Mar 23 - 29, 2009

Government has envisaged public private partnership in the energy sector as a mode to overcome the challenges of power shortfall. It has undertaken the relation with private sector having current contribution of 30 percent in total power generation to reintroduce growth in the economy. The main propellant of this relation or attraction to induce investments from private sector is loosing vigour since energy demand and supply shortfall is posing a serious threat to progress of industrial working and economic activities.

Without availability of adequate gas and electricity supply, industries incur high cost of doing business and contribute minimally in economic building process. The power outage greatly affects productivity of which more importantly unemployment is an inseparable aftermath. Production slowdown gives way to layoffs. A forecast by National Transmission and Dispatch Company revealed that the national demand of power would stay at 8.5 percent and growth at 7.2 percent per annum until 2010. The need of integrated energy development programme is being felt as never before therefore as provision of energy in conformity with the energy demand in the country is not only vital for taking advantage of industrial working in developing sustainable economic growth but it is important to carry forward present and future developments related to infrastructure and modern agrarian sector.


The integrated energy development programme is gaining importance also at this time because power crisis is rendering direct loses to competitive position of local trade and industry in the global market and igniting the decline in industrial growth, which for large scale manufacturing fell by 5.35 percent in July-JanFY09 over comparable period last fiscal.

Earlier, the scope of public private partnership programme was limited to only thermal power generation, but it is now expanding to renewable energy as well. However, no positive outcome due to this extension has yet appeared. The inconsequential tariff negotiation between government and private parties has been causing delay, increasing cost of project and non-operational costs of renewable energy projects. Without utilization of energy resources other than conventional ones, it is inevitably difficult to meet burgeoning demands of energy in the country.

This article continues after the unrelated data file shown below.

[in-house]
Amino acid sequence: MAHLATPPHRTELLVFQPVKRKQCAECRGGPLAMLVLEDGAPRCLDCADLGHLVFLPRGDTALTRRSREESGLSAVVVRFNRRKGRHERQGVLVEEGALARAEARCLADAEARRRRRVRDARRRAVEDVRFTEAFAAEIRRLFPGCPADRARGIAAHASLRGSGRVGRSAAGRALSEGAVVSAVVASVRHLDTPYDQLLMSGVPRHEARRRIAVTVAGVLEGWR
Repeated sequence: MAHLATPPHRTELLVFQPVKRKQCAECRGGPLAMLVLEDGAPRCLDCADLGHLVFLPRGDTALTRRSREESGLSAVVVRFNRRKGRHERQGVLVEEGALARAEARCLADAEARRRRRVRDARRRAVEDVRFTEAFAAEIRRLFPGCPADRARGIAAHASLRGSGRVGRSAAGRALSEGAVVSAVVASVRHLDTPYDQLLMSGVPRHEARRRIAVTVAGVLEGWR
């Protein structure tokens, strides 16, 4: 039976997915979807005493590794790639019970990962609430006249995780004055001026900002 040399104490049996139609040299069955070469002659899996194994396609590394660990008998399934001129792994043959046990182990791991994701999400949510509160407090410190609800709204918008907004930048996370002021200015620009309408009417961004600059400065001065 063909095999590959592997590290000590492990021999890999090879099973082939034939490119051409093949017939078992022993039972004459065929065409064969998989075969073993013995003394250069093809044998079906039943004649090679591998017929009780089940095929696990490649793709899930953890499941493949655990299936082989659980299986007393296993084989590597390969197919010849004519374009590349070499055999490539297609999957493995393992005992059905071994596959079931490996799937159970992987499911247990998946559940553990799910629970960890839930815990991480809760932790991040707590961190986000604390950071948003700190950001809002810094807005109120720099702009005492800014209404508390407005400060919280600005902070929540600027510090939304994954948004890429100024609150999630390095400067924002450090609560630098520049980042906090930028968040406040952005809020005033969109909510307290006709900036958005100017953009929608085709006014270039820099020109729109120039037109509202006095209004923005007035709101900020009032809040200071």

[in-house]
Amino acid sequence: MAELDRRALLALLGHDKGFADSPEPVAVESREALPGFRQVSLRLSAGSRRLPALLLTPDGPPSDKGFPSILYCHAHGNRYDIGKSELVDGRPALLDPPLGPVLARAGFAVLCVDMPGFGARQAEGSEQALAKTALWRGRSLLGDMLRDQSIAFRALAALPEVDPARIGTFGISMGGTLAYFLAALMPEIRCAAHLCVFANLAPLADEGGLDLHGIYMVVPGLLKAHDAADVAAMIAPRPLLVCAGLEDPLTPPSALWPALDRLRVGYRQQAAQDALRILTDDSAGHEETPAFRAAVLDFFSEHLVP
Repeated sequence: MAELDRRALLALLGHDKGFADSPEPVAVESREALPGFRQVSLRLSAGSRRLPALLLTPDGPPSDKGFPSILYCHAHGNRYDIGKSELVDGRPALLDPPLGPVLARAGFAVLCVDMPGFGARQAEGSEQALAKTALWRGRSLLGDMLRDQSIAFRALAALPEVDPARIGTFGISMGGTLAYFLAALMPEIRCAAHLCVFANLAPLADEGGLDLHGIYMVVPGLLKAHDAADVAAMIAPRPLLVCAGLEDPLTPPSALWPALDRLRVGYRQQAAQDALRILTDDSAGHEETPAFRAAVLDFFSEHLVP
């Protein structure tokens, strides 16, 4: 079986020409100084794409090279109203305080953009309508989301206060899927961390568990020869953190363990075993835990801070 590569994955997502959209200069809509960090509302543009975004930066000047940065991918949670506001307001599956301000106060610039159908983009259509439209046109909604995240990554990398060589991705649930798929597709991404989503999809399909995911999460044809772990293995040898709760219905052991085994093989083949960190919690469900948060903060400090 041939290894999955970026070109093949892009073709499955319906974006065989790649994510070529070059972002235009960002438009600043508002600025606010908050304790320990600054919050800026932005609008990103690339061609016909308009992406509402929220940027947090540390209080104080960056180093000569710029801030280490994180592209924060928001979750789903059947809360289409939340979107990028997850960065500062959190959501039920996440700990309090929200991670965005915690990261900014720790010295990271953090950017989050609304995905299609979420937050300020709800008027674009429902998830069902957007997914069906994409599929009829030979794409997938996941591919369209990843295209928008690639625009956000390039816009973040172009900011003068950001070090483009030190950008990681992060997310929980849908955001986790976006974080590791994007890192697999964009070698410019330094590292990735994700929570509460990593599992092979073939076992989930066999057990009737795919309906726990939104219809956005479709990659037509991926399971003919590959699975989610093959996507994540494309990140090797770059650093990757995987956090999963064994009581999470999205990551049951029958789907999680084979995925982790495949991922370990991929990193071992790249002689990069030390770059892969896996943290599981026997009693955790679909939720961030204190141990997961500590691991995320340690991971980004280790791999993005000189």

Government needs a large volume of investments for energy production and its distribution. From private sector, inflows of investment will break the oligopolies of public sector power companies that have not performed in line with the financial inputs they are provided with. In power generation, Wapda and KESC have dominant market shares. Wapda rules over 59.6 percent of the total national electricity production and is main supplier to 88 percent of power consumers in the country, according to last economic survey. By end of last fiscal year, gross generation capacity of Wapda, hydel, thermal, IPPs, nuclear, and KESC was approximately19,500 mega watt.